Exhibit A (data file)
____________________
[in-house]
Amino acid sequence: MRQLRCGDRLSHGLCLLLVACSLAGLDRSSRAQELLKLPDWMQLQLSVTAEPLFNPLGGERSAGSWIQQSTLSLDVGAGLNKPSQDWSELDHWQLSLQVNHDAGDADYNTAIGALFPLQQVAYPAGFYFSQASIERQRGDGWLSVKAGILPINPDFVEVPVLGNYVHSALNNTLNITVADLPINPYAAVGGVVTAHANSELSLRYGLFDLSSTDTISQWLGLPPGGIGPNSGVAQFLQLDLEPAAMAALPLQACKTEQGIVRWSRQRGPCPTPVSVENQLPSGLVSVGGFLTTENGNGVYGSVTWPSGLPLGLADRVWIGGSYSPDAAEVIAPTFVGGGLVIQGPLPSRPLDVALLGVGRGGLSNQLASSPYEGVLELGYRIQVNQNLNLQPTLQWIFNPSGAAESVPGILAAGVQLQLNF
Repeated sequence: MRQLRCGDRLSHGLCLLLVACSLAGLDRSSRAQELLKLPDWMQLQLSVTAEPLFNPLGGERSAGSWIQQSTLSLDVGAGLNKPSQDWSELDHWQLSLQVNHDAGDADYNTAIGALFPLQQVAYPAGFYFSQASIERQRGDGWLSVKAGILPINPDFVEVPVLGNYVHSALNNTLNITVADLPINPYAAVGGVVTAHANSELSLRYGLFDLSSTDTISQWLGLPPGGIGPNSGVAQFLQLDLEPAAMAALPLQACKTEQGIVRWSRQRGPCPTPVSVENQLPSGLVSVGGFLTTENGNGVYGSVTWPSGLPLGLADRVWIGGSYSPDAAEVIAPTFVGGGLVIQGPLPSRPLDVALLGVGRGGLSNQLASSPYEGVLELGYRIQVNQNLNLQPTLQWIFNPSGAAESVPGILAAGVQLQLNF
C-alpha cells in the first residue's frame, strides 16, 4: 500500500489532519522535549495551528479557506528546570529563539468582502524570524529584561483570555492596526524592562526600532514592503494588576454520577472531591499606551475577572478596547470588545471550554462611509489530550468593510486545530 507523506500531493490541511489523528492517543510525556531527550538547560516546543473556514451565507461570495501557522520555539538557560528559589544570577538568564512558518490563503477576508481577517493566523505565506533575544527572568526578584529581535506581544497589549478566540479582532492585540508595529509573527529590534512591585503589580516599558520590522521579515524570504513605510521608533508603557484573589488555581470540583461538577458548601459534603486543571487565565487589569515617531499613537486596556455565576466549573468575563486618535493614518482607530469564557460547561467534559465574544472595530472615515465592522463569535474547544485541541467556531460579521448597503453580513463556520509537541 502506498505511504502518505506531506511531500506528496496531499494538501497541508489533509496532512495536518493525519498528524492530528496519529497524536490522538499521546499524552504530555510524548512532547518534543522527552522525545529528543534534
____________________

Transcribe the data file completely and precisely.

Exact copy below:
[in-house]
Amino acid sequence: MRQLRCGDRLSHGLCLLLVACSLAGLDRSSRAQELLKLPDWMQLQLSVTAEPLFNPLGGERSAGSWIQQSTLSLDVGAGLNKPSQDWSELDHWQLSLQVNHDAGDADYNTAIGALFPLQQVAYPAGFYFSQASIERQRGDGWLSVKAGILPINPDFVEVPVLGNYVHSALNNTLNITVADLPINPYAAVGGVVTAHANSELSLRYGLFDLSSTDTISQWLGLPPGGIGPNSGVAQFLQLDLEPAAMAALPLQACKTEQGIVRWSRQRGPCPTPVSVENQLPSGLVSVGGFLTTENGNGVYGSVTWPSGLPLGLADRVWIGGSYSPDAAEVIAPTFVGGGLVIQGPLPSRPLDVALLGVGRGGLSNQLASSPYEGVLELGYRIQVNQNLNLQPTLQWIFNPSGAAESVPGILAAGVQLQLNF
Repeated sequence: MRQLRCGDRLSHGLCLLLVACSLAGLDRSSRAQELLKLPDWMQLQLSVTAEPLFNPLGGERSAGSWIQQSTLSLDVGAGLNKPSQDWSELDHWQLSLQVNHDAGDADYNTAIGALFPLQQVAYPAGFYFSQASIERQRGDGWLSVKAGILPINPDFVEVPVLGNYVHSALNNTLNITVADLPINPYAAVGGVVTAHANSELSLRYGLFDLSSTDTISQWLGLPPGGIGPNSGVAQFLQLDLEPAAMAALPLQACKTEQGIVRWSRQRGPCPTPVSVENQLPSGLVSVGGFLTTENGNGVYGSVTWPSGLPLGLADRVWIGGSYSPDAAEVIAPTFVGGGLVIQGPLPSRPLDVALLGVGRGGLSNQLASSPYEGVLELGYRIQVNQNLNLQPTLQWIFNPSGAAESVPGILAAGVQLQLNF
C-alpha cells in the first residue's frame, strides 16, 4: 500500500489532519522535549495551528479557506528546570529563539468582502524570524529584561483570555492596526524592562526600532514592503494588576454520577472531591499606551475577572478596547470588545471550554462611509489530550468593510486545530 507523506500531493490541511489523528492517543510525556531527550538547560516546543473556514451565507461570495501557522520555539538557560528559589544570577538568564512558518490563503477576508481577517493566523505565506533575544527572568526578584529581535506581544497589549478566540479582532492585540508595529509573527529590534512591585503589580516599558520590522521579515524570504513605510521608533508603557484573589488555581470540583461538577458548601459534603486543571487565565487589569515617531499613537486596556455565576466549573468575563486618535493614518482607530469564557460547561467534559465574544472595530472615515465592522463569535474547544485541541467556531460579521448597503453580513463556520509537541 502506498505511504502518505506531506511531500506528496496531499494538501497541508489533509496532512495536518493525519498528524492530528496519529497524536490522538499521546499524552504530555510524548512532547518534543522527552522525545529528543534534